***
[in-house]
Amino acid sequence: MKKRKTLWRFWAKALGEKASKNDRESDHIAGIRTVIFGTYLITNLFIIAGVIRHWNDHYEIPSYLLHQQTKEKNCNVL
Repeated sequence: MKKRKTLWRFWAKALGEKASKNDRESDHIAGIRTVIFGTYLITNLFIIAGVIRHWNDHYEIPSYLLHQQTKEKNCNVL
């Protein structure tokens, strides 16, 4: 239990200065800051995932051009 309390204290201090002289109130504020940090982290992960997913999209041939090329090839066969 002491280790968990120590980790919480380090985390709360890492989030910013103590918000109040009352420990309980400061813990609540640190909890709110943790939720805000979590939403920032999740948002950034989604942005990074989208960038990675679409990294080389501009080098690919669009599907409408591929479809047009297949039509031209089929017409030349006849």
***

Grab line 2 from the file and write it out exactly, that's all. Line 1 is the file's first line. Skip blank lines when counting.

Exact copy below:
Amino acid sequence: MKKRKTLWRFWAKALGEKASKNDRESDHIAGIRTVIFGTYLITNLFIIAGVIRHWNDHYEIPSYLLHQQTKEKNCNVL